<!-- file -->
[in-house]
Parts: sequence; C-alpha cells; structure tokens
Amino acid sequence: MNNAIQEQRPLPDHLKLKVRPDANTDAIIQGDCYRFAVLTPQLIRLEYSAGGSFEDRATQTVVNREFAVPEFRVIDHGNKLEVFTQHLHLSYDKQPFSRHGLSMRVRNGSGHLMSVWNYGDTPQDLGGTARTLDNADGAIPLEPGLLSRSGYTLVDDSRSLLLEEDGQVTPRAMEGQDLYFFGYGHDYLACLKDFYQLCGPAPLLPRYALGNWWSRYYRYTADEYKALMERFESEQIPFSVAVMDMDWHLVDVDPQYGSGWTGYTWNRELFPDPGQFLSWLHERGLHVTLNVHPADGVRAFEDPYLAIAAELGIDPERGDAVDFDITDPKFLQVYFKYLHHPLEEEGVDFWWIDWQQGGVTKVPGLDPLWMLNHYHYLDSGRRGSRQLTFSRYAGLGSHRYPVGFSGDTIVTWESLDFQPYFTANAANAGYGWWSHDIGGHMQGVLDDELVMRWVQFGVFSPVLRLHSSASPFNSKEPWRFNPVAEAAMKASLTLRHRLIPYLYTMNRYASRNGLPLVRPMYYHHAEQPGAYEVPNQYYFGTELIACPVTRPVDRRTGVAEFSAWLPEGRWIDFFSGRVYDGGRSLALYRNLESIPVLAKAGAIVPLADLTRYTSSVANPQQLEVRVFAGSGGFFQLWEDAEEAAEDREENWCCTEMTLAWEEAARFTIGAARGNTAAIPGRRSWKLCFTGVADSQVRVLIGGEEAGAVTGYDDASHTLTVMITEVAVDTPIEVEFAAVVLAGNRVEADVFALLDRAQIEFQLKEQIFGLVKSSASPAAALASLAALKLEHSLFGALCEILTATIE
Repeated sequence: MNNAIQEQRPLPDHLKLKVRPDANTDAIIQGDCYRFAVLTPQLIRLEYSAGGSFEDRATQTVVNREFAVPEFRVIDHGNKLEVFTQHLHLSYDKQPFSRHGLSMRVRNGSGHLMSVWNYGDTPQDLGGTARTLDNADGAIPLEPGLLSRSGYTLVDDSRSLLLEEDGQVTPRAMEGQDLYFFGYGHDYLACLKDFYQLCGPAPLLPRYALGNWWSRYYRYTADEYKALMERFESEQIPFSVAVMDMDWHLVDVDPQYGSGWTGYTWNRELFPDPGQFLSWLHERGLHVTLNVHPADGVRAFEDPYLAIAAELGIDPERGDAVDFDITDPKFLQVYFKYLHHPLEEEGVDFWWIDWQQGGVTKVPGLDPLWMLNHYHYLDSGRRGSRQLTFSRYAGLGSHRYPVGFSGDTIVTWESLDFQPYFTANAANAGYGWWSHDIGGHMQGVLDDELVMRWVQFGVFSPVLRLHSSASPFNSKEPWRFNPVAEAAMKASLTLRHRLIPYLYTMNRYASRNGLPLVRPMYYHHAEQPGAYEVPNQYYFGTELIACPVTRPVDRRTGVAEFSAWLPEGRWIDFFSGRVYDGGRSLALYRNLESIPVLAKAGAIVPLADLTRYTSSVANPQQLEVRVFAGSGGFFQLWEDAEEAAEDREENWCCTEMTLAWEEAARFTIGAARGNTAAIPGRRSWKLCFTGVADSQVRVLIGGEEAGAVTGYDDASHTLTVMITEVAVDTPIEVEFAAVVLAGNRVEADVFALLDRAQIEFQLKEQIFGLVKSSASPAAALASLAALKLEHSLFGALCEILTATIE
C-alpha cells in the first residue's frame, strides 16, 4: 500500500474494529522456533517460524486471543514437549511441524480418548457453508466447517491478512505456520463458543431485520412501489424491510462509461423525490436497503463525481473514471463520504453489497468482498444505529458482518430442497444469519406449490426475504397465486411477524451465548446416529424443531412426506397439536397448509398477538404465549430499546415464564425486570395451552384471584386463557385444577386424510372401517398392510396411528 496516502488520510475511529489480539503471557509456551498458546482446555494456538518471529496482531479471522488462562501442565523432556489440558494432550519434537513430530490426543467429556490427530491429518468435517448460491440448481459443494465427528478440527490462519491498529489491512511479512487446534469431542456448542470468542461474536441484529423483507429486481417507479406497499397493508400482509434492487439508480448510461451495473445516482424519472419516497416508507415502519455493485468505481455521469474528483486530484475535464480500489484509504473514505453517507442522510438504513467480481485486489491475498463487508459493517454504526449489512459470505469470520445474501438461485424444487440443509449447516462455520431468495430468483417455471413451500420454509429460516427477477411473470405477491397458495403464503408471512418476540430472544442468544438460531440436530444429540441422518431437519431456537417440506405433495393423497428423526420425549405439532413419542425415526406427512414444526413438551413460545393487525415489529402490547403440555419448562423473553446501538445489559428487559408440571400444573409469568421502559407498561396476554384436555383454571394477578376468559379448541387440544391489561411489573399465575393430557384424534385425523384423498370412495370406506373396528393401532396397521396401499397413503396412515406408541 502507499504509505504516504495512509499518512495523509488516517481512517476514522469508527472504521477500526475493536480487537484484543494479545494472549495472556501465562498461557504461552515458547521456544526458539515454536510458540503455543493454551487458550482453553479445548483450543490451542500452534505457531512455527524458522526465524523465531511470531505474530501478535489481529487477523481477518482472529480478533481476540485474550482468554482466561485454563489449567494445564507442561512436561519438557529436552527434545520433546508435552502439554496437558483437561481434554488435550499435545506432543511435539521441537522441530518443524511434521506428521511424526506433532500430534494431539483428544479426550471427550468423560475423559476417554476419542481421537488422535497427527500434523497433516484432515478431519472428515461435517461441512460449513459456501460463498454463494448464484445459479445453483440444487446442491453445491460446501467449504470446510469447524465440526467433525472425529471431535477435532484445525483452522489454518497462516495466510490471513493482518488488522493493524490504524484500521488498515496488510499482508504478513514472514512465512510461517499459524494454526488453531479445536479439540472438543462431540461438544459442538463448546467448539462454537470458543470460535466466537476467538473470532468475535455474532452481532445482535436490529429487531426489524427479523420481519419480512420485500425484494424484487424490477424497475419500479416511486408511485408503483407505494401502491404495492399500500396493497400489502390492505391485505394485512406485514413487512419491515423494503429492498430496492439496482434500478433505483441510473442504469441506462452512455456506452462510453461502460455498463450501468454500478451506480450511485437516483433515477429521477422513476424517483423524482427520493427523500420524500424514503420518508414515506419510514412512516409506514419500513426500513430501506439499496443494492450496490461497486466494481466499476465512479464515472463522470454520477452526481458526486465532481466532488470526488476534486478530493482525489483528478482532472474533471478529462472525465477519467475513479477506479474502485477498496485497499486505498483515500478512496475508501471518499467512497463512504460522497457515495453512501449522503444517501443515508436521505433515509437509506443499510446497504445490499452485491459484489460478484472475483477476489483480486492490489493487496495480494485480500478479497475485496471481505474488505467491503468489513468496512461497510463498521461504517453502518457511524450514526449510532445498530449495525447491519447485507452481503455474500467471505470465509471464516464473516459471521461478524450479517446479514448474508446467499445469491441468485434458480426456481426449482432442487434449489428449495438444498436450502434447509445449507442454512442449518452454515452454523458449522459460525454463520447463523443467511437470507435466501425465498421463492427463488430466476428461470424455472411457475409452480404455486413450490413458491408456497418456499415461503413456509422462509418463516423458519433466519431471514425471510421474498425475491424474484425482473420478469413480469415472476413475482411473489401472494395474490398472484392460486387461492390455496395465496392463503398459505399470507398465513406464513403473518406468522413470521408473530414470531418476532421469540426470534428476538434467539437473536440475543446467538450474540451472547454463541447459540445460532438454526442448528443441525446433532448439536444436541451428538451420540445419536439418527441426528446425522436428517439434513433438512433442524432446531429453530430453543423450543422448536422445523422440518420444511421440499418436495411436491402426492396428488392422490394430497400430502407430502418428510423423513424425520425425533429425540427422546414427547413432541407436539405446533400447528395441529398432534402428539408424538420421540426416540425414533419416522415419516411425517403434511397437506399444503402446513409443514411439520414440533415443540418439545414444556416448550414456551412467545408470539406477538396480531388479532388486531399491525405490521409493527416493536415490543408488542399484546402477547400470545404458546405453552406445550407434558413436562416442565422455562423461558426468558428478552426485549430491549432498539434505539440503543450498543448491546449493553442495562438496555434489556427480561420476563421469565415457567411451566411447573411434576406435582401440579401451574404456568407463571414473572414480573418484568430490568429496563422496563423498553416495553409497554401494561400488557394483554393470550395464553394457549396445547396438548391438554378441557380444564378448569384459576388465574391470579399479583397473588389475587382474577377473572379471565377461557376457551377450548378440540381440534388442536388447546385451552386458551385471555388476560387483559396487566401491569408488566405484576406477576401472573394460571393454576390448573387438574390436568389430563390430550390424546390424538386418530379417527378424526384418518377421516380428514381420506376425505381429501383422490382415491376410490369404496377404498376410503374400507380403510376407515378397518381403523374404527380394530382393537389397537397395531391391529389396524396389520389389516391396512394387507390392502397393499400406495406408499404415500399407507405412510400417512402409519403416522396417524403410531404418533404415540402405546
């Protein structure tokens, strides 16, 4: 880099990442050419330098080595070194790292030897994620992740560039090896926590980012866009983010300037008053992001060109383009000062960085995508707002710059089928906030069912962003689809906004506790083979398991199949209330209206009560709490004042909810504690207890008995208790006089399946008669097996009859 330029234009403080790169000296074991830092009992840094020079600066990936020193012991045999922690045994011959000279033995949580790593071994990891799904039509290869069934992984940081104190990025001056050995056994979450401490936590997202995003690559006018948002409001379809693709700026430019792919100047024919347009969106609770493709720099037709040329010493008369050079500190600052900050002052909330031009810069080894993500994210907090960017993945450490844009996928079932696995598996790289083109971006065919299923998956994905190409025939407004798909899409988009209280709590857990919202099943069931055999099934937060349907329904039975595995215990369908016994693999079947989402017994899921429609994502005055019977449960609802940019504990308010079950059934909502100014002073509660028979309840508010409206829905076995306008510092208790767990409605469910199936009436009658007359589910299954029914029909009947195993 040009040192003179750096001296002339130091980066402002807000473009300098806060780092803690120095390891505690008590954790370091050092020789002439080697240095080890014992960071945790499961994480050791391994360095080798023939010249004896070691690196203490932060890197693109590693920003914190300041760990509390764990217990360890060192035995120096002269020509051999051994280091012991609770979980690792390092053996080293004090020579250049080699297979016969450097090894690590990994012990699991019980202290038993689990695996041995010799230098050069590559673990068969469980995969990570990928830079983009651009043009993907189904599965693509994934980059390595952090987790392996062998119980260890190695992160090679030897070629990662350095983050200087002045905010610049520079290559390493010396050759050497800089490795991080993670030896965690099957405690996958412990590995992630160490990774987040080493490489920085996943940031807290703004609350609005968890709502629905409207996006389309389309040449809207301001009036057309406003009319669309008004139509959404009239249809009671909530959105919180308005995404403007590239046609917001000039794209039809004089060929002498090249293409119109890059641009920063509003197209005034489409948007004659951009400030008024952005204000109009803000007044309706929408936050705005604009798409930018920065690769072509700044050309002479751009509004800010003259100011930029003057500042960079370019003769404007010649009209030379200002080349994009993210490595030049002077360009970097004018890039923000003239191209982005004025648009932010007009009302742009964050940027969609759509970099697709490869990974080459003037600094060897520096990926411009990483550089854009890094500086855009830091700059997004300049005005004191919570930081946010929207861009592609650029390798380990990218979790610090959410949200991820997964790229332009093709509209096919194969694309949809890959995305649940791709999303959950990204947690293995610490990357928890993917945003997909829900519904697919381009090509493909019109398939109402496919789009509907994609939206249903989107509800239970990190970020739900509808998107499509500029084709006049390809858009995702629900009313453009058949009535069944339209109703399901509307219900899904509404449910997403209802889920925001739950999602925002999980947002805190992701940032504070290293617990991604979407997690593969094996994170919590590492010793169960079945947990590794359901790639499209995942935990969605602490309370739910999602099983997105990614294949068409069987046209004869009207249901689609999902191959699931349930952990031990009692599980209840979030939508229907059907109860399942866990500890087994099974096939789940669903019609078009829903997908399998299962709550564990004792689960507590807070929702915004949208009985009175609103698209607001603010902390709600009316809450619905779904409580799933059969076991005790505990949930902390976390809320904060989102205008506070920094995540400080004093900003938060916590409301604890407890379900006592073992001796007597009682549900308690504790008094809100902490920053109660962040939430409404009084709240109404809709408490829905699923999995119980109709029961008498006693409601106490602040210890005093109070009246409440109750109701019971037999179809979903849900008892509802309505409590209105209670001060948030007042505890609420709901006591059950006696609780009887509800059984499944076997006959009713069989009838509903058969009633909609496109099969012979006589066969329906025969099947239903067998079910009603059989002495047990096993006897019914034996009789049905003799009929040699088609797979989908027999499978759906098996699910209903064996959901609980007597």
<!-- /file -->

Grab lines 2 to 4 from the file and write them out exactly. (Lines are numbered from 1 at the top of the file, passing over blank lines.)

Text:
Parts: sequence; C-alpha cells; structure tokens
Amino acid sequence: MNNAIQEQRPLPDHLKLKVRPDANTDAIIQGDCYRFAVLTPQLIRLEYSAGGSFEDRATQTVVNREFAVPEFRVIDHGNKLEVFTQHLHLSYDKQPFSRHGLSMRVRNGSGHLMSVWNYGDTPQDLGGTARTLDNADGAIPLEPGLLSRSGYTLVDDSRSLLLEEDGQVTPRAMEGQDLYFFGYGHDYLACLKDFYQLCGPAPLLPRYALGNWWSRYYRYTADEYKALMERFESEQIPFSVAVMDMDWHLVDVDPQYGSGWTGYTWNRELFPDPGQFLSWLHERGLHVTLNVHPADGVRAFEDPYLAIAAELGIDPERGDAVDFDITDPKFLQVYFKYLHHPLEEEGVDFWWIDWQQGGVTKVPGLDPLWMLNHYHYLDSGRRGSRQLTFSRYAGLGSHRYPVGFSGDTIVTWESLDFQPYFTANAANAGYGWWSHDIGGHMQGVLDDELVMRWVQFGVFSPVLRLHSSASPFNSKEPWRFNPVAEAAMKASLTLRHRLIPYLYTMNRYASRNGLPLVRPMYYHHAEQPGAYEVPNQYYFGTELIACPVTRPVDRRTGVAEFSAWLPEGRWIDFFSGRVYDGGRSLALYRNLESIPVLAKAGAIVPLADLTRYTSSVANPQQLEVRVFAGSGGFFQLWEDAEEAAEDREENWCCTEMTLAWEEAARFTIGAARGNTAAIPGRRSWKLCFTGVADSQVRVLIGGEEAGAVTGYDDASHTLTVMITEVAVDTPIEVEFAAVVLAGNRVEADVFALLDRAQIEFQLKEQIFGLVKSSASPAAALASLAALKLEHSLFGALCEILTATIE
Repeated sequence: MNNAIQEQRPLPDHLKLKVRPDANTDAIIQGDCYRFAVLTPQLIRLEYSAGGSFEDRATQTVVNREFAVPEFRVIDHGNKLEVFTQHLHLSYDKQPFSRHGLSMRVRNGSGHLMSVWNYGDTPQDLGGTARTLDNADGAIPLEPGLLSRSGYTLVDDSRSLLLEEDGQVTPRAMEGQDLYFFGYGHDYLACLKDFYQLCGPAPLLPRYALGNWWSRYYRYTADEYKALMERFESEQIPFSVAVMDMDWHLVDVDPQYGSGWTGYTWNRELFPDPGQFLSWLHERGLHVTLNVHPADGVRAFEDPYLAIAAELGIDPERGDAVDFDITDPKFLQVYFKYLHHPLEEEGVDFWWIDWQQGGVTKVPGLDPLWMLNHYHYLDSGRRGSRQLTFSRYAGLGSHRYPVGFSGDTIVTWESLDFQPYFTANAANAGYGWWSHDIGGHMQGVLDDELVMRWVQFGVFSPVLRLHSSASPFNSKEPWRFNPVAEAAMKASLTLRHRLIPYLYTMNRYASRNGLPLVRPMYYHHAEQPGAYEVPNQYYFGTELIACPVTRPVDRRTGVAEFSAWLPEGRWIDFFSGRVYDGGRSLALYRNLESIPVLAKAGAIVPLADLTRYTSSVANPQQLEVRVFAGSGGFFQLWEDAEEAAEDREENWCCTEMTLAWEEAARFTIGAARGNTAAIPGRRSWKLCFTGVADSQVRVLIGGEEAGAVTGYDDASHTLTVMITEVAVDTPIEVEFAAVVLAGNRVEADVFALLDRAQIEFQLKEQIFGLVKSSASPAAALASLAALKLEHSLFGALCEILTATIE